Wednesday, April 1, 2009

Chapter 10: The Patron Saint of Baby Mamas (part 1)

When we first met, James did not tell me outright that he had a son. Maybe Sara had mentioned it once and it lodged in a corner of my mind, or maybe I just suspected, but somehow I just knew he had a child. I listed previously all the things that “on paper” probably would have prevented me from clicking through to James’ online profile. It was not any one of these things, including having a child, which would have been a potential deal-breaker; it was all of them in concert.

Now don’t get me wrong, I love kids. I babysat neighborhood children starting when I was twelve years old. I was at various points a nanny, tutor, teaching assistant, camp counselor, and mother’s helper. I love to teach kids things, color with them, pretend, get down on the ground and play, run around and be silly, everything that it is to be a kid. As a result, little kids tend to warm up to me pretty quickly. I want my own kids one day, hopefully sooner rather than later. I may be old as dirt, but for now at least, the ground is still fertile.

However, I had never dated a guy with a child (that I knew of anyhow). I suppose it might have been different if the son lived in the same town or if there were any sort of shared custody agreement. But as it was, the child lived with his mother Lisa and stepfather Erik in South Carolina. Going down to meet him for the first time was both exciting and nerve-wracking.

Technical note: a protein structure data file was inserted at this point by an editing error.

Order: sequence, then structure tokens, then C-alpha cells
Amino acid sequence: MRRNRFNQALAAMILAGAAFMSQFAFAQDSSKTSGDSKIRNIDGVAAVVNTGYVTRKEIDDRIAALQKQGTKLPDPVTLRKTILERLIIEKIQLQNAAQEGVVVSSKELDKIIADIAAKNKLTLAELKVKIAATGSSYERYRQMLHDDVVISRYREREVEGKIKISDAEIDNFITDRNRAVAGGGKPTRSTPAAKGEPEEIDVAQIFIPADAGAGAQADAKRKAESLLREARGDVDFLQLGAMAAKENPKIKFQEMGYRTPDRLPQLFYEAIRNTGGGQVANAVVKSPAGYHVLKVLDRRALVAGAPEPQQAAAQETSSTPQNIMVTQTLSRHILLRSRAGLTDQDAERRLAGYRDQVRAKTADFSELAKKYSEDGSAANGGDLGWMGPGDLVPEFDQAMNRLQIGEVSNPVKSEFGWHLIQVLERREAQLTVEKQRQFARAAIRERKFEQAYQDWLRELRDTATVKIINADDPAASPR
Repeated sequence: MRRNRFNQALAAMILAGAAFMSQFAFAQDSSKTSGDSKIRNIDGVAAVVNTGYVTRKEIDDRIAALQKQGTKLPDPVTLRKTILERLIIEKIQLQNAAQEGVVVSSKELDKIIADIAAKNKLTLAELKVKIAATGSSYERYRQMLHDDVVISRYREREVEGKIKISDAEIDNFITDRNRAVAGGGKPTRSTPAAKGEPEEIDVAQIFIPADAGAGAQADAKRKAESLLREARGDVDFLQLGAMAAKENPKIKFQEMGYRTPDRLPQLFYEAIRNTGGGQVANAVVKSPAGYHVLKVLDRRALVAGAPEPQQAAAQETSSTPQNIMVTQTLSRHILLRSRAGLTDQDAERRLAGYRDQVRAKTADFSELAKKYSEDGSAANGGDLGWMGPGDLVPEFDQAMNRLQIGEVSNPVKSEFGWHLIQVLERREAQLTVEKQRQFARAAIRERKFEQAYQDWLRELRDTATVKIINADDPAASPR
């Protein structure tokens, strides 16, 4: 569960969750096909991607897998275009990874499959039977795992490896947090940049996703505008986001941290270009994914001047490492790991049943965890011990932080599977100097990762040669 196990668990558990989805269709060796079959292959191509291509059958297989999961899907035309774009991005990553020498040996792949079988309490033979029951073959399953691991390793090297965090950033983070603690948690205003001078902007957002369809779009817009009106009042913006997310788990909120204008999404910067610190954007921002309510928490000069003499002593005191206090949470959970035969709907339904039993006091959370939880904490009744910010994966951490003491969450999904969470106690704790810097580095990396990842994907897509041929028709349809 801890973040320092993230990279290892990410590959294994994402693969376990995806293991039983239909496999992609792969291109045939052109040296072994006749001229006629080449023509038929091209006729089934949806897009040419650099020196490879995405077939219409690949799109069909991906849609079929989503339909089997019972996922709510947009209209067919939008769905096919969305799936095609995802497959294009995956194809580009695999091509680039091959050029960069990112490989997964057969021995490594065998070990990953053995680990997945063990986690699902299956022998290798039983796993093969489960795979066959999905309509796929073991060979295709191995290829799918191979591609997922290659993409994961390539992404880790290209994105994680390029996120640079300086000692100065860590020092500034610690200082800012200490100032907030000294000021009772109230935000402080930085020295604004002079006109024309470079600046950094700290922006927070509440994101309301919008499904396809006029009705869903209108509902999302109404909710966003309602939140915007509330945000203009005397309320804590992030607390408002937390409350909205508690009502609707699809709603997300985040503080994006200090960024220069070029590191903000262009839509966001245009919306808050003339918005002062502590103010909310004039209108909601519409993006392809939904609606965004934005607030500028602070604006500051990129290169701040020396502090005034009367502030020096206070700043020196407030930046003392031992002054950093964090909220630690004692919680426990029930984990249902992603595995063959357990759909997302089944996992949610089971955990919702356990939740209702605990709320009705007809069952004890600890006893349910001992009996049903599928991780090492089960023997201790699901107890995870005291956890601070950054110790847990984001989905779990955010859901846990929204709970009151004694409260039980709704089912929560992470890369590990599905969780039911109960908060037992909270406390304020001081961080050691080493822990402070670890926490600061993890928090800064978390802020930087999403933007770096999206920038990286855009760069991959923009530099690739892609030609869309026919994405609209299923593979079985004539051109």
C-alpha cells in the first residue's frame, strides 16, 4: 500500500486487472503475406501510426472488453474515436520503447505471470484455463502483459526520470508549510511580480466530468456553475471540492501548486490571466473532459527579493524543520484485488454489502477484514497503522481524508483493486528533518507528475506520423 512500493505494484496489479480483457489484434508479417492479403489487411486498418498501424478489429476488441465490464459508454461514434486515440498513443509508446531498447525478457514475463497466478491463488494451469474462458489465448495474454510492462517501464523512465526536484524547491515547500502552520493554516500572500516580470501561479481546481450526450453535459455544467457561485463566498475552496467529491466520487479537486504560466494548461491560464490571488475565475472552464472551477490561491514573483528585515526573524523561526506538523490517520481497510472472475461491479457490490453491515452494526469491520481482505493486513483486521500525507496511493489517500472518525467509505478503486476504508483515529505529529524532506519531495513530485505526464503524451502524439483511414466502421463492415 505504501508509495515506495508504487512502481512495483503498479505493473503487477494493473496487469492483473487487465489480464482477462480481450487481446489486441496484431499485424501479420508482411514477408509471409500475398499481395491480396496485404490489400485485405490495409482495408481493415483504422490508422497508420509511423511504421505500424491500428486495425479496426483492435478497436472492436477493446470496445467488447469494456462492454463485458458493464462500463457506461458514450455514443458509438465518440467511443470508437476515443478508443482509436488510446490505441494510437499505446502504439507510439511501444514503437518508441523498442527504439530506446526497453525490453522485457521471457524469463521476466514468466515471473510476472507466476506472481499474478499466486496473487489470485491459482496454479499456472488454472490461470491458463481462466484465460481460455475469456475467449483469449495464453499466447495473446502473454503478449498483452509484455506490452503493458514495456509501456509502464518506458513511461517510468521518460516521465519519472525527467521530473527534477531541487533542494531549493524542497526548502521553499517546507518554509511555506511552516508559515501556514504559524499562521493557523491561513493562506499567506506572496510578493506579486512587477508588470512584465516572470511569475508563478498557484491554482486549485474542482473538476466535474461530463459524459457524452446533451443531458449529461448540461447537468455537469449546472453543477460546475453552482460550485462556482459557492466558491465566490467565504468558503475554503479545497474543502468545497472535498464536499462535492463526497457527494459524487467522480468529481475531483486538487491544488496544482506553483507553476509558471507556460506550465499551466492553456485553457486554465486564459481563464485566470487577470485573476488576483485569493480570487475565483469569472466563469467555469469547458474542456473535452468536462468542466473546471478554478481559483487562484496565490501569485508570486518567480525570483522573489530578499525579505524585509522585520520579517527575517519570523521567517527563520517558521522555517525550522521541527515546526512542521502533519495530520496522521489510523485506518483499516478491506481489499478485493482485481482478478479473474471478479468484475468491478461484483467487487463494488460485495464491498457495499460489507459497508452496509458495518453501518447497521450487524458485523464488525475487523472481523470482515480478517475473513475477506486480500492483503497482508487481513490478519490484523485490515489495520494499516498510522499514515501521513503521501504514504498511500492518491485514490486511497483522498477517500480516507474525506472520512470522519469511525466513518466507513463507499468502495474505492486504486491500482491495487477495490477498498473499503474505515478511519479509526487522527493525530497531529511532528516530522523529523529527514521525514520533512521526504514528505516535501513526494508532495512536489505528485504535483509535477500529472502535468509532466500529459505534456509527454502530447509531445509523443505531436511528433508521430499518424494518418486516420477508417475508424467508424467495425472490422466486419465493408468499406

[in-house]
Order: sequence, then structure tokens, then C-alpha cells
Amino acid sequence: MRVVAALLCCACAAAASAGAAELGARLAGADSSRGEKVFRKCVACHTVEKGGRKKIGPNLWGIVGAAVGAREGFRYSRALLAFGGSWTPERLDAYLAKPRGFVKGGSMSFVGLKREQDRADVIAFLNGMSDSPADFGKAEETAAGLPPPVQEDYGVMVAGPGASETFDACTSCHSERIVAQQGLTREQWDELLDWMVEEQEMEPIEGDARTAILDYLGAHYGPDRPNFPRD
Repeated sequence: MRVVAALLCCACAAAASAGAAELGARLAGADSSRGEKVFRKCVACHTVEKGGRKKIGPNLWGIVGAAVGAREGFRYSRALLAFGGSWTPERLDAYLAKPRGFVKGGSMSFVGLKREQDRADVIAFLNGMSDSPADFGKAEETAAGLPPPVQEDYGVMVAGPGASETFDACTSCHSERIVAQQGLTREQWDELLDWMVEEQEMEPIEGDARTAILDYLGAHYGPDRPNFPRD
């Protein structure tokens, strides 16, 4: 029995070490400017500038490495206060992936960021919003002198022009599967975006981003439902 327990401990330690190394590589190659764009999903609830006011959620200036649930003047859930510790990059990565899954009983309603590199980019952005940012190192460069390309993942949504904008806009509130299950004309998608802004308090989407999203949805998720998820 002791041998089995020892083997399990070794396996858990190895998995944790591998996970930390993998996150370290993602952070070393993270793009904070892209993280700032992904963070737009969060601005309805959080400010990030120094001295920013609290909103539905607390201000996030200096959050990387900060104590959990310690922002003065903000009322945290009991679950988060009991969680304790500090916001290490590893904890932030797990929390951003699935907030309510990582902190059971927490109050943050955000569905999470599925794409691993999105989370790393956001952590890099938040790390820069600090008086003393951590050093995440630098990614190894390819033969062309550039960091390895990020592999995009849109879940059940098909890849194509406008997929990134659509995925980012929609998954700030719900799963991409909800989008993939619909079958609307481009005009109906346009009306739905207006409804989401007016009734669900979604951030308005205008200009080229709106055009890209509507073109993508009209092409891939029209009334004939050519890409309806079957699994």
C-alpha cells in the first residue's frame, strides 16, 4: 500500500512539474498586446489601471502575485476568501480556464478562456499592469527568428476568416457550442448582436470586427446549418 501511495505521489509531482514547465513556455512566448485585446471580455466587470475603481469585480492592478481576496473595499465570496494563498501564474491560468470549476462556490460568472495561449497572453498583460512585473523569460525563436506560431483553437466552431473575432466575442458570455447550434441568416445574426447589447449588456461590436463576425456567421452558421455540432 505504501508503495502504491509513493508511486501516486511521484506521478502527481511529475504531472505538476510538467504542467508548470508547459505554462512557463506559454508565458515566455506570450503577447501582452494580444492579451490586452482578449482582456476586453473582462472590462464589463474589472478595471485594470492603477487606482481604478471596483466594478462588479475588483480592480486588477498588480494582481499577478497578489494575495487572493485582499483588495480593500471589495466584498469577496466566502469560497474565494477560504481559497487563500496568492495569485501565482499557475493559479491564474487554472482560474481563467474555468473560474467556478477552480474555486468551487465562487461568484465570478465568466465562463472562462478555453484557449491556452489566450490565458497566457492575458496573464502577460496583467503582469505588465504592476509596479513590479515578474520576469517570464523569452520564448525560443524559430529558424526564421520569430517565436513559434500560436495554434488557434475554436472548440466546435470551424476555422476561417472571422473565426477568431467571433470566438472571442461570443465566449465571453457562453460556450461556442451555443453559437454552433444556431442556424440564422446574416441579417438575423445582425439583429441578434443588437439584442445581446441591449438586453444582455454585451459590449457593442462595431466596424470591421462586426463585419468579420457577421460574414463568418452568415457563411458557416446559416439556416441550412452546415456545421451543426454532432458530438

I have already described my reaction to meeting my first in-the-flesh baby mama (or is it momma? I never was certain). I expected her to be wary of me, as the “new her.” I also anticipated that her husband and I would somehow be friendlier, sharing a certain bond as the two outsiders to the product of their (failed) relationship. That was in no way the way things played out. Lisa recently expressed that she had pretty much the same reaction to me as I did to her. She expected me to be the “anti-her” but found the two of us eerily similar. She seemed nice and was eager to have her son’s father in his life. I didn’t get the impression that she worried about me muscling in on her territory in any way.

Erik, on the other hand, came off as a bit of a prick to James and me. During our visits he was the epitome of a military man: firm, commanding and regimented giving us rules, schedules and boundaries. When we were away, he would tell Jamie things that were a bit off-putting. For example, imagine James’ reaction when his six year old son called him from a thousand miles away saying, “My daddy says you’re not my real dad.” Well, needless to say, my husband was not a fan of the man filling his shoes.

The whole truth is that Erik was likely just trying to be a good dad: the kind who raises and emotionally supports the child, not the kind who just happens to have contributed some sperm. I imagine Erik must have worried that we would whisk this little boy away to New York, never to be seen again; that we were irresponsible and Jamie would end of hurt; that we would talk badly about Erik behind his back; or simply that having a father like James, who would come in and out of his son’s life whenever he felt like it, would somehow damage Jamie down the road.